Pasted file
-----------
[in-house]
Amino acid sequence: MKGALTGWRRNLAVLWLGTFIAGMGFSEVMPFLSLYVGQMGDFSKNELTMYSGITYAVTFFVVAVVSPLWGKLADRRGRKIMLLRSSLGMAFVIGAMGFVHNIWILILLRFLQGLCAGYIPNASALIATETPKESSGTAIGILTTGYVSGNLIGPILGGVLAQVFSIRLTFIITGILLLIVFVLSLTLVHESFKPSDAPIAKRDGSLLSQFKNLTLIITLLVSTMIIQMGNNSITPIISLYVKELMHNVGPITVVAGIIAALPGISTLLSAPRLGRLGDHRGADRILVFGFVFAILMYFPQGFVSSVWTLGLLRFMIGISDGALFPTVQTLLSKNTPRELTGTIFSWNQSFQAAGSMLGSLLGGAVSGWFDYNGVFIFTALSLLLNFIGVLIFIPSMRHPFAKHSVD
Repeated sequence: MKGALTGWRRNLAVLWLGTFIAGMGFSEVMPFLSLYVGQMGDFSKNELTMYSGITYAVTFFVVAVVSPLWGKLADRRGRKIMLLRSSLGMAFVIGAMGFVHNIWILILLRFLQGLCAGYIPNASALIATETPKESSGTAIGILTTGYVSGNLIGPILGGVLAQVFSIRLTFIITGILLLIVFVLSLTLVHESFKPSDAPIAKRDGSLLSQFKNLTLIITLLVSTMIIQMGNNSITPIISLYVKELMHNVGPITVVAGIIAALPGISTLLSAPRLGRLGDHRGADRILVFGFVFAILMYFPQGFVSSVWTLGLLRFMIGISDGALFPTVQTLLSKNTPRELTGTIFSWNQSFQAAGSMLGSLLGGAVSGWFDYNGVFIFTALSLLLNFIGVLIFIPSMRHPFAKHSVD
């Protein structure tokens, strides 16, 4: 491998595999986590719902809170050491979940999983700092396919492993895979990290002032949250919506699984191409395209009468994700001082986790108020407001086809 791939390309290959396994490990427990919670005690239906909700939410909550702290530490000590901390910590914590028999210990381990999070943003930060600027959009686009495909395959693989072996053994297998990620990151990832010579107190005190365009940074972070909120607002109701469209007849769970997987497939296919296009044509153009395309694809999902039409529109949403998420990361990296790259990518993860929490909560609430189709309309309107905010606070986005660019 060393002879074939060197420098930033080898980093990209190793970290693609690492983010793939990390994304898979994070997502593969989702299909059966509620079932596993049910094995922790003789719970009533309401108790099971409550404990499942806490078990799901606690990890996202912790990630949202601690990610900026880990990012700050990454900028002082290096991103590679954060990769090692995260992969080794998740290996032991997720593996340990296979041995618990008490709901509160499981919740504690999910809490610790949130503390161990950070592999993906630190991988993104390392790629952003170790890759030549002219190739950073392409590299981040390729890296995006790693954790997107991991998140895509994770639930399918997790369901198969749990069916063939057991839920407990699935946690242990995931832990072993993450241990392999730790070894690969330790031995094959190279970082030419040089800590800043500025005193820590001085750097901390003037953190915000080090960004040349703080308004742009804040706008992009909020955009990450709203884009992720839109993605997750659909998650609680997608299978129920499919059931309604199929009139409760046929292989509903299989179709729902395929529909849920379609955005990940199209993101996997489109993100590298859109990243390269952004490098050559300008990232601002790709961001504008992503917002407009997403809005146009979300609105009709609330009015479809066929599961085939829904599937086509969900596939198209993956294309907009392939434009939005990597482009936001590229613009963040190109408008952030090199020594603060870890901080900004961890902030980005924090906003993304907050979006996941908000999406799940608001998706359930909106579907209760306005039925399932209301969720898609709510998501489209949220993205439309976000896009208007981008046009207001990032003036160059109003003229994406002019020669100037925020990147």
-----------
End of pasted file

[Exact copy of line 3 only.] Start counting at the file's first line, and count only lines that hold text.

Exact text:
Repeated sequence: MKGALTGWRRNLAVLWLGTFIAGMGFSEVMPFLSLYVGQMGDFSKNELTMYSGITYAVTFFVVAVVSPLWGKLADRRGRKIMLLRSSLGMAFVIGAMGFVHNIWILILLRFLQGLCAGYIPNASALIATETPKESSGTAIGILTTGYVSGNLIGPILGGVLAQVFSIRLTFIITGILLLIVFVLSLTLVHESFKPSDAPIAKRDGSLLSQFKNLTLIITLLVSTMIIQMGNNSITPIISLYVKELMHNVGPITVVAGIIAALPGISTLLSAPRLGRLGDHRGADRILVFGFVFAILMYFPQGFVSSVWTLGLLRFMIGISDGALFPTVQTLLSKNTPRELTGTIFSWNQSFQAAGSMLGSLLGGAVSGWFDYNGVFIFTALSLLLNFIGVLIFIPSMRHPFAKHSVD